The implementation of FSMA will occur over a period of several years, and its success will hinge largely upon a number of different factors, but perhaps most importantly on the financial resources afforded the FDA.  Accordingly, this week’s development is significant and may suggest that the importance of safe food practices and prevention of food borne illness has finally entered the national consciousness.  Unfortunately, the flagging economy and increasing budget deficits may hamper the FDA’s ability to obtain the necessary funding to meet all of FSMA’s
Continue Reading Congress Boosts FDA’s Ability to Effectuate Food Safety Modernization Act

Co-authored by Brian Gross

Foodborne IllnessThe recently enacted Food Safety Modernization Act (FSMA), which was signed into law by President Obama on January 4, 2011, provides the U.S. Food and Drug Administration (FDA) with increased power.  The FSMA, which represents the culmination of more than a decade long effort to reform this country’s food safety oversight system, aims at limiting future occasions of foodborne illness by changing the FDA’s focus from reacting and responding when outbreaks occur to outright prevention.  While the FSMA certainly gives the FDA additional authority to regulate the production of food throughout the farm to table chain, the question remains whether it will have the necessary resources to do so.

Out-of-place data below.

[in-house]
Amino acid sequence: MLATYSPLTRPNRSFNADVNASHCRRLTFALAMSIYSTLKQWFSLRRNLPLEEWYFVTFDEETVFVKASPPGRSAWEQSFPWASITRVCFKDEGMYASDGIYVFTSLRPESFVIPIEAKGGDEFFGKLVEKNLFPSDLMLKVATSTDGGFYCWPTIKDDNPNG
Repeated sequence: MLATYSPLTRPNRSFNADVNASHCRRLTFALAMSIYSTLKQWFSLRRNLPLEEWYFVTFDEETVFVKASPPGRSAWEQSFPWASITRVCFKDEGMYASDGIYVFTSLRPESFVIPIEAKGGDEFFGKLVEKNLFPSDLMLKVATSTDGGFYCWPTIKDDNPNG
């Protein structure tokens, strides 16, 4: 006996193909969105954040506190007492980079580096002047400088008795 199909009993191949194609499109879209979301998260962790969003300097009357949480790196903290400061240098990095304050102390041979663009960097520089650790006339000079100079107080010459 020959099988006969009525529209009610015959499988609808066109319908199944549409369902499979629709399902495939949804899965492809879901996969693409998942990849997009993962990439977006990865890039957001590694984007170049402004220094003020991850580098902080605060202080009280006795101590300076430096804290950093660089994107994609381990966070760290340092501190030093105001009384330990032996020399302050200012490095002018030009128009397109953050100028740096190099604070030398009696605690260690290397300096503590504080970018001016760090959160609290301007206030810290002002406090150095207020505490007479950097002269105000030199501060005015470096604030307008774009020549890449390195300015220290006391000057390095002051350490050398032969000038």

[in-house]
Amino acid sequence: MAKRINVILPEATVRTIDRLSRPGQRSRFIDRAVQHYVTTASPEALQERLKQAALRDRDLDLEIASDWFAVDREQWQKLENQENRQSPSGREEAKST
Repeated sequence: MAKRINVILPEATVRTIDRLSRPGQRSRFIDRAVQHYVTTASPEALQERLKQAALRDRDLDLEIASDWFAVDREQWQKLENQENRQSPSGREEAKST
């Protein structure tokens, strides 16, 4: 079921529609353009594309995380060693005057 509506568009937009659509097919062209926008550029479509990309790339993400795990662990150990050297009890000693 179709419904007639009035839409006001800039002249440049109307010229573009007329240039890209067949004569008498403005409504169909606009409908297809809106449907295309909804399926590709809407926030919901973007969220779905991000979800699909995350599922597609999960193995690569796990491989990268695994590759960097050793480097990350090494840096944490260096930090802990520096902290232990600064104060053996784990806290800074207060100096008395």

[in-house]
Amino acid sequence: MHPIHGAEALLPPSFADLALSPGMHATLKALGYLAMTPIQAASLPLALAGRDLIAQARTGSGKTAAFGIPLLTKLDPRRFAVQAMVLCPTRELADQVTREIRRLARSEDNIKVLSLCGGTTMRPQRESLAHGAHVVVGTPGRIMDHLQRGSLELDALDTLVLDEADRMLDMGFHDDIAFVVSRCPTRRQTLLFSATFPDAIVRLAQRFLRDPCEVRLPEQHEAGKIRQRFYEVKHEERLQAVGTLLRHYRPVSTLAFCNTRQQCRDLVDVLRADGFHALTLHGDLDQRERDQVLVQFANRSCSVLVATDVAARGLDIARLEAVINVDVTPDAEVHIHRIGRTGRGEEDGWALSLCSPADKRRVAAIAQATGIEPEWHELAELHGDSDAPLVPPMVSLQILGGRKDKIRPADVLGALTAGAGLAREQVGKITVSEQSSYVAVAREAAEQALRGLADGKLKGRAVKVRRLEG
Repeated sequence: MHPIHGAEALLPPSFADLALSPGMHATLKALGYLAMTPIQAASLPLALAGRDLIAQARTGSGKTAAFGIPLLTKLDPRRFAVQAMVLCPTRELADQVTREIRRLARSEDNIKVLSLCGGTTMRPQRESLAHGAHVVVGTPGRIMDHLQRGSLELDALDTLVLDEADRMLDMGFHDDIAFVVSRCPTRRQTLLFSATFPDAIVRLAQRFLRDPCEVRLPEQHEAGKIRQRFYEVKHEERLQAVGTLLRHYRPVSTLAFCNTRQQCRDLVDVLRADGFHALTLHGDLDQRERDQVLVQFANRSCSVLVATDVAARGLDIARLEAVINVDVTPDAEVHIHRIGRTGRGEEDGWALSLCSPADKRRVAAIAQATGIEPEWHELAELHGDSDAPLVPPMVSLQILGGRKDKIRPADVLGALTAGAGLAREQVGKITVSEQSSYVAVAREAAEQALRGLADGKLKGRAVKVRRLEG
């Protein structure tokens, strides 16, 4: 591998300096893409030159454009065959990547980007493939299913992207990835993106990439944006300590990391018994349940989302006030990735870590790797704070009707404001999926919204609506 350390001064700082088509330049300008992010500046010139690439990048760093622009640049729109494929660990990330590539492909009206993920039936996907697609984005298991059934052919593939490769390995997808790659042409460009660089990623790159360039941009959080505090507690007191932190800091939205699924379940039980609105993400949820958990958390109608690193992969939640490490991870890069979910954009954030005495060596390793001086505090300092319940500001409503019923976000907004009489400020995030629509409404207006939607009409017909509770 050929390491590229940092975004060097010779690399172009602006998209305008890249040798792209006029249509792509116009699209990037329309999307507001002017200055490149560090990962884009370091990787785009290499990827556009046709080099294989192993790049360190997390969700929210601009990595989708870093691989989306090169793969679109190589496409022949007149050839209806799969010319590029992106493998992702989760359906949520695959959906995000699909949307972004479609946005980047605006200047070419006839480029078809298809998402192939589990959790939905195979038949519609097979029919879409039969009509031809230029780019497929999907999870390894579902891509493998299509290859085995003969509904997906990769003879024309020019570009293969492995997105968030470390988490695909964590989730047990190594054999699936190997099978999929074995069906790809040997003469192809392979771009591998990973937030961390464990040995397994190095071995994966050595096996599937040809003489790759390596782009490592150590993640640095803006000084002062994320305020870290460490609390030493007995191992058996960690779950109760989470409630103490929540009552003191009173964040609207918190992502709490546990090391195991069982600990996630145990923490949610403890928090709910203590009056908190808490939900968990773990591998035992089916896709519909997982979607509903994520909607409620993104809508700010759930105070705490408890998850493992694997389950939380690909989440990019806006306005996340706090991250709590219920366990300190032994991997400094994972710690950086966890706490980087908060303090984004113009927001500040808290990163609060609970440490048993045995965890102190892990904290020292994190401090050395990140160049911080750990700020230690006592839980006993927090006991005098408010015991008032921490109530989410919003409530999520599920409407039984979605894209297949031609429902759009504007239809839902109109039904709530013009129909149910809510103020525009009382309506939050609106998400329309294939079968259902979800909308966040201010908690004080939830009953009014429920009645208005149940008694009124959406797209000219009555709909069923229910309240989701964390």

The FDA is an agency of the United States Department of Health and Human Services which is responsible for overseeing an incredibly broad range of goods, including food, tobacco products, dietary supplements, prescription and over-the-counter pharmaceutical drugs, veterinary products, and cosmetics, amongst other things.   The FDA’s food-related responsibilities include regulation and oversight of roughly 80% of our country’s food supply, namely, all food products with the exception of meat and poultry.   The FSMA has given the FDA numerous new tools to perform its duties, a few of which will be discussed herein, including, mandatory recall, increased oversight and regulation of American facilities and those of foreign suppliers, and the implementation of a few small measures aimed at creating a more informed consumer.


Continue Reading Food Safety Modernization Act: Did Congress Bite Off More Than It Can Chew?